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Sonoma County's Agricultural Roots

Columnist: Richard L. Thomas
October, 2014 Issue
Columnist

Richard L. Thomas
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As we started to host programs and seminars with industry people, growers finally began to show some interest and thought maybe I wasn’t crazy after all.

 
 
 
Our harvest issue is always exciting. Everyone can feel the electricity in the air, see the fruit flies flying and smell pomace all around town—at least if you live in Healdsburg, since we’re a town full of wineries. I never did like history in school, but now that I’m becoming history myself, I have a greater appreciation for it.
 
What’s happened over the last 45 years to our wonderful county? Back in the early ’70s, when I first started teaching at Santa Rosa Junior College, the agriculture department was just getting started. In 1973, Charlie Belden (dean of vocational education) and Steve Olson (agriculture department chairman) had the foresight to see that viticulture might just be an up-and-coming field that should be added to the curriculum. As their luck—and mine—would have it, I’d just received my master’s degree in viticulture from UC Davis. (A big thank you to Ruth Waltenspeil, who pushed me back to Davis.) It looked like a good fit and, as history shows, by golly, it was!
 
A look at agriculture in the county in the early ’70s showed 8,900 acres of apples, 15,284 acres of prunes, and only 12,597 acres of grapes. The grapes were old varieties, except for Zinfandel, which was just another red grape then and went into bulk wine to be sold to the big boys for blending. Sonoma County could have been in Alaska in those days as far as wine drinkers were concerned. There were also 49,000 head of cattle and 69,500 head of sheep to round out the diversity of agricultural production. The changes are quite evident as you look around today and only see 2,155 acres of apples, 29 acres of prunes and nearly 60,000 acres of grapes along with 29,000 cattle and 33,000 sheep.
 
What happened? Well let’s see: Prunes developed a shitty image (literally as well as figuratively); and local apples were dominated by one variety, the Gravenstein, which has a shelf life of about 20 minutes in a market wanting long shelf life and storability. Apple growers, being very stubborn (like most farmers), refused to try and keep up with the times by putting in newer varieties, adapt spacing, switching to dwarf or semi-dwarf varieties to lessen the use of ladders (dangerous and costly) and look at irrigation techniques. I happen to know all about this, since I continued to host seminars introducing all of these newfangled ideas. Since they’d rather fight than switch, they just sat back and watched the state of Washington eat their fresh market alive, while the canneries locally continued to process the local apples at very low prices. (Processed fruit always commands far less of a price than the fresh market.)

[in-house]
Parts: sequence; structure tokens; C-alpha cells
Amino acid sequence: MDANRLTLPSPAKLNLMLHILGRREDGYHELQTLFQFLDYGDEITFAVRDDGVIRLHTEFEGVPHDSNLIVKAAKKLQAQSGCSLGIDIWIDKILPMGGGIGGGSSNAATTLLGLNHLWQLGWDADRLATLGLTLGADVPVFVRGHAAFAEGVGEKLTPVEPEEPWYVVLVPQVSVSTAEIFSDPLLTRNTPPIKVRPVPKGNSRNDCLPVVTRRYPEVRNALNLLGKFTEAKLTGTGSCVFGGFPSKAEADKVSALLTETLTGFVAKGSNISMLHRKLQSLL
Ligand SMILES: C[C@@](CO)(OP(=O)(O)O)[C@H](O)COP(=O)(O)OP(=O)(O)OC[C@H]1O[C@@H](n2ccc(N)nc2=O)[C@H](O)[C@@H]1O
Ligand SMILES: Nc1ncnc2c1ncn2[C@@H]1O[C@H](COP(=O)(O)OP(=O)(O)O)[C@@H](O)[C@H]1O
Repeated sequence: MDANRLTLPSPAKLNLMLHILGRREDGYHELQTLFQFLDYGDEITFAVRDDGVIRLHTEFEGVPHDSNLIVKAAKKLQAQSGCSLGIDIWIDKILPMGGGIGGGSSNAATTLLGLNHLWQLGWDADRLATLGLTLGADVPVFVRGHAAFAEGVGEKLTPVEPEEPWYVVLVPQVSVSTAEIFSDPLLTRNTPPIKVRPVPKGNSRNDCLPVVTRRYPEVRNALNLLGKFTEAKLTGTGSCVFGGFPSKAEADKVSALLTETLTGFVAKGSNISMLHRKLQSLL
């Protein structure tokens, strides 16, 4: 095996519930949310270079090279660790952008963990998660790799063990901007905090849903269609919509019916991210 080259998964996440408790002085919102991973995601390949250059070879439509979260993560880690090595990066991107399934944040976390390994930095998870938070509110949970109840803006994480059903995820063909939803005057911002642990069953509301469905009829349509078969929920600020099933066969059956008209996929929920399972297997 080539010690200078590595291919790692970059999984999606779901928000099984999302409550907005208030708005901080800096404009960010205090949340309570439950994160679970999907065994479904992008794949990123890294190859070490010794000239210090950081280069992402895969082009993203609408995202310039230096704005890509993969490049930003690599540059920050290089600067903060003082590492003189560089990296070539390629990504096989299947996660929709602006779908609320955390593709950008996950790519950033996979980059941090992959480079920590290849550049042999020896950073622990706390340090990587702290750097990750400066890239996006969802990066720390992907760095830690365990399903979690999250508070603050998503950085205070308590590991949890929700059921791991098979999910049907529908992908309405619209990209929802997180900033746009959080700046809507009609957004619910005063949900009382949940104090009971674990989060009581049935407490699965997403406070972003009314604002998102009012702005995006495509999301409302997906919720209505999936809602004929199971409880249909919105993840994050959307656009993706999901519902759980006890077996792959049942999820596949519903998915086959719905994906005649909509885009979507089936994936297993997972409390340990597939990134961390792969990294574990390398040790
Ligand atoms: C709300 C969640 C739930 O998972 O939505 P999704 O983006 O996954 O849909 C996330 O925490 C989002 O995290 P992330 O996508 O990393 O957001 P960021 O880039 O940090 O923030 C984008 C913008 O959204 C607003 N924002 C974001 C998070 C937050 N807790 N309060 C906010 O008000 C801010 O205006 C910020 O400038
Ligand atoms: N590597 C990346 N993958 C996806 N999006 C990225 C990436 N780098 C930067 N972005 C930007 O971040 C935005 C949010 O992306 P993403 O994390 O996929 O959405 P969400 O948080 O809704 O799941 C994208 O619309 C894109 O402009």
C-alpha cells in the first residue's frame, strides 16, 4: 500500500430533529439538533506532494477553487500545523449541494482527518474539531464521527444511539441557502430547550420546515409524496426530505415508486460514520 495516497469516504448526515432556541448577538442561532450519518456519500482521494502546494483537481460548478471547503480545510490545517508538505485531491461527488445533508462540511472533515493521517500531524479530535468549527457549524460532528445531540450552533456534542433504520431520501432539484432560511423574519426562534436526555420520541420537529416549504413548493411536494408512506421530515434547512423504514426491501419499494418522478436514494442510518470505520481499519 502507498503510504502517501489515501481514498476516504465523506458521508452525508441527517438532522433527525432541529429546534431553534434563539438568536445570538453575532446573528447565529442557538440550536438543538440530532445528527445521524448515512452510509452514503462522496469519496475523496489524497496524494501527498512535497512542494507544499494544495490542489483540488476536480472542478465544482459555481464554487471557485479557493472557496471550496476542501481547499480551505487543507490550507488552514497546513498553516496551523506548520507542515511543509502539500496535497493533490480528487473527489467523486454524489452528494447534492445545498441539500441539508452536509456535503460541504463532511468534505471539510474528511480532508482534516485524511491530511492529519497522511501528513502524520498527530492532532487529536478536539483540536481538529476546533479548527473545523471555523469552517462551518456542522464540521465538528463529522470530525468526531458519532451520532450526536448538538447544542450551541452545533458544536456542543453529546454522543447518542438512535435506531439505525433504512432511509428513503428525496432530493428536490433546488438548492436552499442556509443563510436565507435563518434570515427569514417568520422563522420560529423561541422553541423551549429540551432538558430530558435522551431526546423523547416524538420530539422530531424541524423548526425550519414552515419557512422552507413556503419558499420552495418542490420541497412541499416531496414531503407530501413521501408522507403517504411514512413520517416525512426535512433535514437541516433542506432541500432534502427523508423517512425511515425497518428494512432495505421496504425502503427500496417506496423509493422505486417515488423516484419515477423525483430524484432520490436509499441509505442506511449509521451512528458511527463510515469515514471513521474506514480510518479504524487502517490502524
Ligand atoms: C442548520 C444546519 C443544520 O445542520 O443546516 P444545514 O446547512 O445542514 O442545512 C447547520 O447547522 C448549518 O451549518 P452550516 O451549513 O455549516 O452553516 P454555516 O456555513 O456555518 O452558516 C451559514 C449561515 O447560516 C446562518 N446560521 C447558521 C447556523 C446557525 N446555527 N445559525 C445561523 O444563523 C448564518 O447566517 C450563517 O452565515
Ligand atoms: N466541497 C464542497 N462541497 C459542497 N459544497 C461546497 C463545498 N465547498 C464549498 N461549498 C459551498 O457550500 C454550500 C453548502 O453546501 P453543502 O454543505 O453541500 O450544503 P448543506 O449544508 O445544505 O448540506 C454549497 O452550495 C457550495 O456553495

The cattle and sheep markets continued to dwindle due to urban encroachment and a bumper sticker that proclaimed “Eat lamb, 10,000 coyotes can’t be wrong!” Meanwhile, the prune growers finally saw the handwriting on the wall and started pulling out trees and replacing them with grapevines. Since we were basically neophytes in this new viticultural world, we had a very steep learning curve, which we navigated with varying levels of success for several years. (We’re still actually on it, if you want to know the truth.)
 
To our good fortune, we had a couple of good teachers right next door in Napa Valley with a lot more experience than we had, so we did a lot of copying. In hindsight, I’m sure we’d all agree that we made a lot of mistakes and are still fixing them. Probably the biggest mistake is improper varietal placement in the various areas within the county: Cabernet Sauvignon in the lower Russian River Valley and Pinot Noir in Alexander Valley. Originally, we stayed with some of the traditional spacings of 8 x 8 feet to 8 x 12 feet and used either no trellis (head-trained) or the standard at that time, the California sprawl.
 
In the late ’70s and early ’80s, I began to question the use of overhead irrigation for a multitude of reasons, including its inefficiency. We (at our SRJC farm) began tinkering with the new concept of drip irrigation. The Israelis had been doing it for years and perhaps it was about time to look at our wasteful practices. So the first drip block (five acres) was donated by the industry and installed by my students. They knew they were on the ground floor of something great and loved it. As we started to host programs and seminars with industry people, growers finally began to show some interest and thought maybe I wasn’t crazy after all. There’s continued to be new innovations in the use of water—and nothing better than our current drought to bring it to the forefront.
 
OK, my beautiful editor says I’m out of space, so consider this part one and we’ll continue next issue with other SRJC innovations that are finally being adapted and helping make Sonoma County the premium wine producer in the world—and, of course, our neighbor to the east. In turning water into wine, we’re only taking our lessons from the Bible. Homework time: This is great time of year to try the really wonderful dry rosés being produced.   

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